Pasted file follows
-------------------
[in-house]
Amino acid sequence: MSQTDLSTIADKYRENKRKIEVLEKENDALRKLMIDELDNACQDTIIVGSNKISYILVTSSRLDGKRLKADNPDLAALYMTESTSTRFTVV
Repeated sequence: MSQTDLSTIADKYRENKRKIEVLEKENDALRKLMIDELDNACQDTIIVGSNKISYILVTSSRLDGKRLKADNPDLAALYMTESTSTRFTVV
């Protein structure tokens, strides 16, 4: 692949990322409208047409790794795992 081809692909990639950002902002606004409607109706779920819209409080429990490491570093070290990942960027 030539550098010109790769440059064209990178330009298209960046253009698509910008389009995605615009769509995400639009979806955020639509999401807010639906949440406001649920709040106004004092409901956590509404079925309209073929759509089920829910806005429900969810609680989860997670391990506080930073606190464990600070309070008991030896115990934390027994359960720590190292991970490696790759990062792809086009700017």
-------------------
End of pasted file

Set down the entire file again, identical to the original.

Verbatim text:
[in-house]
Amino acid sequence: MSQTDLSTIADKYRENKRKIEVLEKENDALRKLMIDELDNACQDTIIVGSNKISYILVTSSRLDGKRLKADNPDLAALYMTESTSTRFTVV
Repeated sequence: MSQTDLSTIADKYRENKRKIEVLEKENDALRKLMIDELDNACQDTIIVGSNKISYILVTSSRLDGKRLKADNPDLAALYMTESTSTRFTVV
């Protein structure tokens, strides 16, 4: 692949990322409208047409790794795992 081809692909990639950002902002606004409607109706779920819209409080429990490491570093070290990942960027 030539550098010109790769440059064209990178330009298209960046253009698509910008389009995605615009769509995400639009979806955020639509999401807010639906949440406001649920709040106004004092409901956590509404079925309209073929759509089920829910806005429900969810609680989860997670391990506080930073606190464990600070309070008991030896115990934390027994359960720590190292991970490696790759990062792809086009700017």